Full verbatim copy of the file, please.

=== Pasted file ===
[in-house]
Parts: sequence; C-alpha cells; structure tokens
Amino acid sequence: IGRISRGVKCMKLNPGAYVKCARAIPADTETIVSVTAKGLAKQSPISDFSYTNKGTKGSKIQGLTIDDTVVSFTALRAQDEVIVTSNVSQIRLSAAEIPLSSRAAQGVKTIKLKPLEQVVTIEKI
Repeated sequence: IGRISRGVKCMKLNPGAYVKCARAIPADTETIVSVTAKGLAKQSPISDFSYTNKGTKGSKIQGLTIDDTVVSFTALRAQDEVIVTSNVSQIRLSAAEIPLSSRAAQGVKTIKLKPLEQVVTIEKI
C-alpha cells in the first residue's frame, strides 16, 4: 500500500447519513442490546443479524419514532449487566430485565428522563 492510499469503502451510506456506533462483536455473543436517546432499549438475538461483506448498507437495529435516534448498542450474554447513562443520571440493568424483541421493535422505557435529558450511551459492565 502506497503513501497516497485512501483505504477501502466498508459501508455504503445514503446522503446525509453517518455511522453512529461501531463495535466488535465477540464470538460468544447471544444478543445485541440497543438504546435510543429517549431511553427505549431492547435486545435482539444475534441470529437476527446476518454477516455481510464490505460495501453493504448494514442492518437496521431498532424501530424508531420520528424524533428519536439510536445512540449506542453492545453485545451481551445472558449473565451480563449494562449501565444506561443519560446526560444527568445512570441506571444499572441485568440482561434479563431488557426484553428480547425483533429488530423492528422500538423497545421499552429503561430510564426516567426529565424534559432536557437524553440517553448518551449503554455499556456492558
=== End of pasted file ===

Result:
[in-house]
Parts: sequence; C-alpha cells; structure tokens
Amino acid sequence: IGRISRGVKCMKLNPGAYVKCARAIPADTETIVSVTAKGLAKQSPISDFSYTNKGTKGSKIQGLTIDDTVVSFTALRAQDEVIVTSNVSQIRLSAAEIPLSSRAAQGVKTIKLKPLEQVVTIEKI
Repeated sequence: IGRISRGVKCMKLNPGAYVKCARAIPADTETIVSVTAKGLAKQSPISDFSYTNKGTKGSKIQGLTIDDTVVSFTALRAQDEVIVTSNVSQIRLSAAEIPLSSRAAQGVKTIKLKPLEQVVTIEKI
C-alpha cells in the first residue's frame, strides 16, 4: 500500500447519513442490546443479524419514532449487566430485565428522563 492510499469503502451510506456506533462483536455473543436517546432499549438475538461483506448498507437495529435516534448498542450474554447513562443520571440493568424483541421493535422505557435529558450511551459492565 502506497503513501497516497485512501483505504477501502466498508459501508455504503445514503446522503446525509453517518455511522453512529461501531463495535466488535465477540464470538460468544447471544444478543445485541440497543438504546435510543429517549431511553427505549431492547435486545435482539444475534441470529437476527446476518454477516455481510464490505460495501453493504448494514442492518437496521431498532424501530424508531420520528424524533428519536439510536445512540449506542453492545453485545451481551445472558449473565451480563449494562449501565444506561443519560446526560444527568445512570441506571444499572441485568440482561434479563431488557426484553428480547425483533429488530423492528422500538423497545421499552429503561430510564426516567426529565424534559432536557437524553440517553448518551449503554455499556456492558